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Symbolism and Motifs in Death of a Salesman

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by

Cindy Yu

on 18 June 2013

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Transcript of Symbolism and Motifs in Death of a Salesman

Introduction
Nicknames
The Loman House

Brick Wall and Windows
Flute Music
Boy vs. Man
Ben is idolized by Willy and is depicted as a "stolid man, with a mustache and an authoritative air"
is also the only character who addresses Willy by formal name


Willy's father also sports facial hair

Symbolism and Motifs

Death of a Salesman:
Symbols and Motifs
Willy bought the house because it was in the wooded suburb
now, tall apartments tower over the Lomans' house, "suffocating" him
also symbolizes Willy's "low" position in life and unsuccessful career (tall buildings compared to his small house)

the 2 strong elm trees stood in his yard are now cut down
represents Biff and Hap: once proud and great, now they no longer have hope for a better future
brick walls symbolize physical and metaphysical wall




windows allow light in while the brick wall blocks it out
Willy's inability to distinguish between the two symbolizes his inability to find a way out (of his present situation)

only heard by Willy when he dreams of life he should have led or his early days
also associated with pioneer father
represents a hidden desire to live the rural way of life

in the modern world, it is degenerated to Willy and Biff's unprofessional habit of whistling in elevators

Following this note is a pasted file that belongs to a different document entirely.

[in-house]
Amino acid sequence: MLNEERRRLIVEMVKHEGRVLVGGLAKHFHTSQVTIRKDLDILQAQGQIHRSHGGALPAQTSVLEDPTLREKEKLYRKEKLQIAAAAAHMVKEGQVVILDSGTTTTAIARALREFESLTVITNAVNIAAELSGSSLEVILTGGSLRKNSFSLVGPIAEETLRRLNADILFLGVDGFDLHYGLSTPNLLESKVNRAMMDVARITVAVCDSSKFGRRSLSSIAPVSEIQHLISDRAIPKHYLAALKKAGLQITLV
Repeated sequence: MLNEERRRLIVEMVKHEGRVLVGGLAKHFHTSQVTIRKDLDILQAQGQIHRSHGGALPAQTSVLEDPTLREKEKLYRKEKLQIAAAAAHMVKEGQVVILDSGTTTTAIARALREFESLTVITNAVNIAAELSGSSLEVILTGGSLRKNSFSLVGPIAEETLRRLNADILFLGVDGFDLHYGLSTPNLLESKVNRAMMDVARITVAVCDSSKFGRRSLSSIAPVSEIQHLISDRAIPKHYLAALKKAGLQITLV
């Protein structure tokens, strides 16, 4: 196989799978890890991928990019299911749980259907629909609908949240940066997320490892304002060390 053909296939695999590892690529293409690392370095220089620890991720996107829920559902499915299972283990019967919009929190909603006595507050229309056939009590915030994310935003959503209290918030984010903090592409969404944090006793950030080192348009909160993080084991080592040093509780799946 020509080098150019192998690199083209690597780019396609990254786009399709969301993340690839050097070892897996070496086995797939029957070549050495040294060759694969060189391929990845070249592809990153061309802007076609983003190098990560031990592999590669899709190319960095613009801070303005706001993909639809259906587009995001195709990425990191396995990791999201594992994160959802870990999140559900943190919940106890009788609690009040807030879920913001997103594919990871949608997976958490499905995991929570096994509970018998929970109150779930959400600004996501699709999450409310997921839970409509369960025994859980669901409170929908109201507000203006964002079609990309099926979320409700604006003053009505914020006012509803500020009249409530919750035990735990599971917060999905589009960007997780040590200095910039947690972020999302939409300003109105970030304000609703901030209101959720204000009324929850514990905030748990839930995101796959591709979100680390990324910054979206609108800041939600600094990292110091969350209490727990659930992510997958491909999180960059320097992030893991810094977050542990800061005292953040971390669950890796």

even when selling, they unconsciously seek the countryside

Introduction
in Death of a Salesman


By: Jenna, Lavender, and Cindy

road incidents always occur when Willy daydreams while watching scenery (trees)
Ben tried to persuade him to look after timber in Alaska

in times of crisis, Willy yells, "The woods are burning"
trees are a motif: represent the pioneer life he truly seeks and the potential success he lost



they prefer to be called by their nicknames

represents that the 3 men continue to be immature and child-like

they are stubborn, unwilling to admit their own faults, reluctant to change






Planting the Seeds
" I've got to get some seeds. I've got to get some seeds, right now. Nothing's planted. I don't have a thing in the ground." (Miller, 125)

Success Far Away
Nature
inability to feed children using his income as a salesman - alternative to money for survival
also represents his last strand of hope
the lack of light --> symbolizes the futility of all his hopes to reach his American Dream
symbolizes the nurture of Biff's growth

American West: symbolizes Biff's potential, pins hope on success there
Alaska and Africa: Ben and Willy's father's success

great distance from the Loman home represents how futile escape from their depressing lives is

Stockings and the Woman's Laughter



Linda's worn-out stockings need constant repair:
represents the family's strained financial situation
the Woman's silk stockings are luxurious but fleeting: